Oct. 29, 2012: Hurricane Sandy knocked out power to an estimated 8.1 million individual locations in 17 states, as far west as Michigan. Outages affected some areas for weeks, and often more remote locations – like those that tend to encompass wildlife refuges – remained without for longer or were forced to rely on whatever backup power generators they had on hand.
Power Line damage at Target Rock National Wildlife Refuge on Long Island. Credit: Todd Weston/USFWS.
In the New York-New Jersey region, even some facilities that had generators found themselves faced with unexpected challenges like post-hurricane fuel rationing. This lasted an average of two weeks in the metro area and limited power supply, in many cases, to however much fuel had already been stockpiled. U.S. Fish and Wildlife Staff from the Great Swamp National Wildlife Refuge in Basking Ridge, N.J. (only 25 miles from Times Square) found themselves driving as far as Pennsylvania to buy diesel for their generators. Other Fish and Wildlife refuges suffered in darkness for days after the super storm as well, including the Canaan Valley refuge in West Virginia, which was buried in over three feet of wet snow—a condition that did nothing to help keep power lines up in the region.
In response to extreme circumstances like those that occurred in the wake of Hurricane Sandy, backup and solar power system installations are planned for 18 U.S. Fish and Wildlife facilities throughout the Northeast region, including 17 refuges and the National Conservation Training Center in Shepardstown, West Virginia. The power projects form a unique subset of the Service’s Sandy recovery efforts—one that focuses keenly on resilience and preparation for projected future storms. They represent a substantial investment by the U.S. Department of the Interior in reliable emergency resources, and reaffirm its commitment to increasing federal facilities’ utilization of renewable energy sources.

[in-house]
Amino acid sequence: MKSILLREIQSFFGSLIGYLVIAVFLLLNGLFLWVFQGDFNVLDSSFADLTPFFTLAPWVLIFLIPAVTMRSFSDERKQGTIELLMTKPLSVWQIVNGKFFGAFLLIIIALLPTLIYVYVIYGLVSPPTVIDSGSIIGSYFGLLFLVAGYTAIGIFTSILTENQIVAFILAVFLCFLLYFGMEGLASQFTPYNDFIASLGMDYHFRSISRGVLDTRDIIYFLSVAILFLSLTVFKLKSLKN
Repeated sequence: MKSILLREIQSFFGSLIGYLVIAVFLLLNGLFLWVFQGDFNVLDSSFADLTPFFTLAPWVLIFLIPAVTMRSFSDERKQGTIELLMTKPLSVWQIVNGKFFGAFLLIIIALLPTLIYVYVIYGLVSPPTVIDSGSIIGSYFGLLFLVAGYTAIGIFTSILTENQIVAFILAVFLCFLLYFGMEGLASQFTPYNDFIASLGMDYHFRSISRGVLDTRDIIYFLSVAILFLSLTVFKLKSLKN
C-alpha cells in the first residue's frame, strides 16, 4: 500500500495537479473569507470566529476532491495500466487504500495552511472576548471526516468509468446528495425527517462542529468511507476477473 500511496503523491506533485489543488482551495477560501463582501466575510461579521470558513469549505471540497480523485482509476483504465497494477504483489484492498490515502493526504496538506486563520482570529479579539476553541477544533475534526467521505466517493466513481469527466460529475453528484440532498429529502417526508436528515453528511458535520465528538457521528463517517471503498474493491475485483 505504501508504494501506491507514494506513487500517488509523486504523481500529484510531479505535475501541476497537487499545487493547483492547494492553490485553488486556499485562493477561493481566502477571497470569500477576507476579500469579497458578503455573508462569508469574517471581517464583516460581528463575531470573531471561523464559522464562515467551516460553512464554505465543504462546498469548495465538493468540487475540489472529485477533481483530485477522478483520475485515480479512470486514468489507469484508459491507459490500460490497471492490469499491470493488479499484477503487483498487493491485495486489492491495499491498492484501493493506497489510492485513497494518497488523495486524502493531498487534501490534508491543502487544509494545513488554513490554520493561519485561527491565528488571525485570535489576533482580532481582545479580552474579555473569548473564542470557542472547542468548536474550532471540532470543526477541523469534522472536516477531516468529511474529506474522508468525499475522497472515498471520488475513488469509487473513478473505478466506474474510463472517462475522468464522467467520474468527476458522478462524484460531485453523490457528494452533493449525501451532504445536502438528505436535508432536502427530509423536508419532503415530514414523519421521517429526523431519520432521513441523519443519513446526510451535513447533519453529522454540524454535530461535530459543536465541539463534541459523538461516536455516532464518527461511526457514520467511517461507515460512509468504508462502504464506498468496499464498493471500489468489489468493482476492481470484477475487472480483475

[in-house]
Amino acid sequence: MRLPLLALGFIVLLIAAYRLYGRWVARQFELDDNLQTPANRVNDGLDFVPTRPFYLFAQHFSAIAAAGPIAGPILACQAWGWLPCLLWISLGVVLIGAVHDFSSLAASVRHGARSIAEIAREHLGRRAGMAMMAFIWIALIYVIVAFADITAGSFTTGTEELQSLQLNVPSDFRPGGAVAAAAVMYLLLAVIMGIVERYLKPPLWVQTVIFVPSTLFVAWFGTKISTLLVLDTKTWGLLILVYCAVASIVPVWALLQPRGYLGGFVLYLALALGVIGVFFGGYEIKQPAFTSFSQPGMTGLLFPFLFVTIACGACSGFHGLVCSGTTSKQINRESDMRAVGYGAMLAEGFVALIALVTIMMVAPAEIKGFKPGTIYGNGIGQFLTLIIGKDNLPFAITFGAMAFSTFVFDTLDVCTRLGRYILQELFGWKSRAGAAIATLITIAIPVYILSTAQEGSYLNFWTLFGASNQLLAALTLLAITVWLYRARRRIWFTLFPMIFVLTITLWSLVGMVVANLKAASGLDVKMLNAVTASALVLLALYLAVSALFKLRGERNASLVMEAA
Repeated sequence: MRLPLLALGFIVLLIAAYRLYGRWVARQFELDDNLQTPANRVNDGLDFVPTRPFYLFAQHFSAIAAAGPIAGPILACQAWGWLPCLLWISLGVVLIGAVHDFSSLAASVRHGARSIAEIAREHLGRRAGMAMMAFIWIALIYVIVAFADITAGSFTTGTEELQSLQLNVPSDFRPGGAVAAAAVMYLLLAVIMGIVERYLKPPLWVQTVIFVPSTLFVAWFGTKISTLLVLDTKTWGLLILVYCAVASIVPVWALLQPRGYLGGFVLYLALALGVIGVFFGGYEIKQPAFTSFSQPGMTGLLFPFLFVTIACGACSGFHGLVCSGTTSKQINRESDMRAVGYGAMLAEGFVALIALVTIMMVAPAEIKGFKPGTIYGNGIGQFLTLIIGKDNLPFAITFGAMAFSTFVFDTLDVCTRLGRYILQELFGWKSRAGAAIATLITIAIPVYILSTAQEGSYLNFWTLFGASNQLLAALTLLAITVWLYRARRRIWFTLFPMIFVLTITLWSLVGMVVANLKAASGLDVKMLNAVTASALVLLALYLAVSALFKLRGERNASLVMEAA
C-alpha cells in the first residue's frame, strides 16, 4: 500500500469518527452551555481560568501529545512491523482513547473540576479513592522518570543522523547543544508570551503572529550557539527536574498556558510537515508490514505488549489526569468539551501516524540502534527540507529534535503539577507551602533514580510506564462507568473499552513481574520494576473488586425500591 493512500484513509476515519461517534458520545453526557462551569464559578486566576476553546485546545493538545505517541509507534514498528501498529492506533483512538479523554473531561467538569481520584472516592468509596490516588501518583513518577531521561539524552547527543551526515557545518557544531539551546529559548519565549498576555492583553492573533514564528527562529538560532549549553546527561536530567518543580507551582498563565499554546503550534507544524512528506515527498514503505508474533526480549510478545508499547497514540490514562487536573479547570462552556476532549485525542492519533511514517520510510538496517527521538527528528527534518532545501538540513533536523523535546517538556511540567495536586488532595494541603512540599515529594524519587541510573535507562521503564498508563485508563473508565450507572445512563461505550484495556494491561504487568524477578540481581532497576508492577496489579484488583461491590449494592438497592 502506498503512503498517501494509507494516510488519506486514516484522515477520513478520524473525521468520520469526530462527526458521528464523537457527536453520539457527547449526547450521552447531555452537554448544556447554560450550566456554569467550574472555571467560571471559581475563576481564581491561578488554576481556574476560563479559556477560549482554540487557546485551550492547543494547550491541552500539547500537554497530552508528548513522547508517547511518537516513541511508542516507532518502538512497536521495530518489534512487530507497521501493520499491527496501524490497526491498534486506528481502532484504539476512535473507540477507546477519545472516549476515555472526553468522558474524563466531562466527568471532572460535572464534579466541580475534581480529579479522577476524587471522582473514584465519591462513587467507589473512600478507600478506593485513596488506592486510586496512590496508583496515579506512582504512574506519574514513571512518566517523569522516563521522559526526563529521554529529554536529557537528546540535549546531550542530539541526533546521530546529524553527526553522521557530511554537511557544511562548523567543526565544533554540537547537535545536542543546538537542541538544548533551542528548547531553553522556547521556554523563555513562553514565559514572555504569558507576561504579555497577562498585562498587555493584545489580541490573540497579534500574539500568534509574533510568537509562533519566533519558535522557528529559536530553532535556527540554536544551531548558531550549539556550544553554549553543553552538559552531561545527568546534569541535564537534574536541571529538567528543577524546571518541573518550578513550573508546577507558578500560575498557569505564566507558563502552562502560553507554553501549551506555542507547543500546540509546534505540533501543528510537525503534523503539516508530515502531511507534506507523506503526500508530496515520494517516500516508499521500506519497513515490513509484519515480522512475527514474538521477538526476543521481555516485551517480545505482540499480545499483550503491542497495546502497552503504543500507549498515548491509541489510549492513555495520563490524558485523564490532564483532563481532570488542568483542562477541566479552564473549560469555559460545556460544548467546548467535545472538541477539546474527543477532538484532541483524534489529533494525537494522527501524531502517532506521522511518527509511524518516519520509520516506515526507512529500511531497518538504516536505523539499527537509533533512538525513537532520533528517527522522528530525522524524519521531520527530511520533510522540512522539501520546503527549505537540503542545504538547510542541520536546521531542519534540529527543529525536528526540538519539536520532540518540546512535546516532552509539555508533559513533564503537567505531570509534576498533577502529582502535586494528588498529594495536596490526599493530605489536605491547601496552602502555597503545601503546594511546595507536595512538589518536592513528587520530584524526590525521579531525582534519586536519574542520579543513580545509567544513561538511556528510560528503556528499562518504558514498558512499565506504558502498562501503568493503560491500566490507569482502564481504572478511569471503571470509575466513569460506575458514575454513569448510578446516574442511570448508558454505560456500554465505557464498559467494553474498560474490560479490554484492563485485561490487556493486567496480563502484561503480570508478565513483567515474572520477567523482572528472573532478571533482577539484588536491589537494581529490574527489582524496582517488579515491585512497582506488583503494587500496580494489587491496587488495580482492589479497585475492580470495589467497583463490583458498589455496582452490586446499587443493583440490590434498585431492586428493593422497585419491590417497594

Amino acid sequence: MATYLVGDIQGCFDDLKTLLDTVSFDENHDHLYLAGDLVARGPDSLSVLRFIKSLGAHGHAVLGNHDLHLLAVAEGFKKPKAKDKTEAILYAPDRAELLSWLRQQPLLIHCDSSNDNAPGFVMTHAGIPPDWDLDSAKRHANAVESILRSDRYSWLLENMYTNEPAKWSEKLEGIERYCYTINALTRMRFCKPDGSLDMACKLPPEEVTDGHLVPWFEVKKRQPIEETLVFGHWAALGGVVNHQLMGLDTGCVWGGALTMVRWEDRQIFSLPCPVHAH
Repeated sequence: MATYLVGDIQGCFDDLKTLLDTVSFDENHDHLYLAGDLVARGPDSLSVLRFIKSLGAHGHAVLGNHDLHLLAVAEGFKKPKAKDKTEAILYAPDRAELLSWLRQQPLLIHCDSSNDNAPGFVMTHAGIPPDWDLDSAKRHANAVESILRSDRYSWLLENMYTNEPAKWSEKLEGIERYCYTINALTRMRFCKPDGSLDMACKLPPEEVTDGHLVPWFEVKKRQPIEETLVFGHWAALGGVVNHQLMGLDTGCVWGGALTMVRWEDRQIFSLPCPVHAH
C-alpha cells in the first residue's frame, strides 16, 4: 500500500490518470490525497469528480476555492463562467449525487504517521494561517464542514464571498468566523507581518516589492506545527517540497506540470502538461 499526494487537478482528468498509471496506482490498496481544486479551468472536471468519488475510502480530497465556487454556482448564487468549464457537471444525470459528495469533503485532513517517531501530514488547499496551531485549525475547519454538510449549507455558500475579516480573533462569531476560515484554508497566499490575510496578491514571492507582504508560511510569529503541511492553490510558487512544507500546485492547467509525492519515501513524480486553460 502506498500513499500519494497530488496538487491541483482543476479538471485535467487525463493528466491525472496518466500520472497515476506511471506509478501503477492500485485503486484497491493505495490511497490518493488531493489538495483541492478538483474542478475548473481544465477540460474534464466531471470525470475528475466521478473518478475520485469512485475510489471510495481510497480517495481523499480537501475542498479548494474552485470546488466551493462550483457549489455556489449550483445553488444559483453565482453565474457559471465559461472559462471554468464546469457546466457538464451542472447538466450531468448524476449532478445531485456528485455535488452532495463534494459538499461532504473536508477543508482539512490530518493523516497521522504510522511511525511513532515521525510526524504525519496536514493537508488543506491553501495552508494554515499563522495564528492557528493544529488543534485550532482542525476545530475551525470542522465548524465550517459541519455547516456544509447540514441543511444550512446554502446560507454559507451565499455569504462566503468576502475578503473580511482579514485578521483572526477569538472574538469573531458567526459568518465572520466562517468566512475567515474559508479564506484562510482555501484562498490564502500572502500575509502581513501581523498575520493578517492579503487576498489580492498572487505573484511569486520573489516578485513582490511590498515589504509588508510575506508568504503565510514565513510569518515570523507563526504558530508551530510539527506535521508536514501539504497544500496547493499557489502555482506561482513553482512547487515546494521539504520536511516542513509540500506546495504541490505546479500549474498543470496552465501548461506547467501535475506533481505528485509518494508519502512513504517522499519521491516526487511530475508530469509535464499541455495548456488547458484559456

After initially contracting out design work for a few planned power systems in Massachusetts, New York and New Jersey, Service engineers Mark Orton and Chuck Gess were tapped from within in an effort to speed up design and approval processes and save taxpayer dollars. The decision proved to be a good one, and now the power projects are nearing something of a critical mass, with many locations looking at installation by the summer of 2014.
Backup generators and photovoltaic solar power systems will be installed this year at 17 national wildlife refuges and the National Conservation Training Center.
According to U.S. Fish and Wildlife Service facility management specialist Kevin Ortyl, sites equipped with backup and solar power proved invaluable in the aftermath of the super storm.
“Those stations that had backup power during Hurricane Sandy, including those at Long Island and Rhode Island refuges, were a great resource for their local communities,” says Ortyl. “Their headquarters and offices were used to coordinate emergency responses, provide logistical support, make phone calls and even offer cooked meals and showers.”
Increased use of renewable energy is a priority for the U.S. Fish and Wildlife Service. Credit: USFWS.
Photovoltaic (PV) solar power systems also represent an important part of the Service’s mission, he says.
“Solar PV and the need for alternative energy have always been important to FWS. The more we are off the grid and can lessen our carbon footprint, the better, and installing more solar PV is an ongoing opportunity to achieve this. Using a renewable resource such as the sun aids in our continuing effort to tread lightly.”
In addition to reducing the carbon output of Service facilities, solar PV will also save taxpayer dollars. At the Blackwater National Wildlife Refuge in Cambridge, Maryland, solar PV systems that Mark Orton designed are being installed at two buildings, and between them will save the refuge an estimated $6,210 in annual utility bills. Gess says that the systems he’s been designing will offset 40 percent of a building’s load (on average), though at least one PV system at Rhode Island’s Beane Point will provide 100 percent of its needs and will be totally off-grid.
The U.S. Fish and Wildlife Service has been working to repair and restore public lands on the Atlantic coast since Hurricane Sandy impacted them in October of 2012. To learn more about the Service’s ongoing efforts to facilitate habitat recovery and build coastal resilience that helps protect communities, please visit http://www.fws.gov/hurricane/sandy.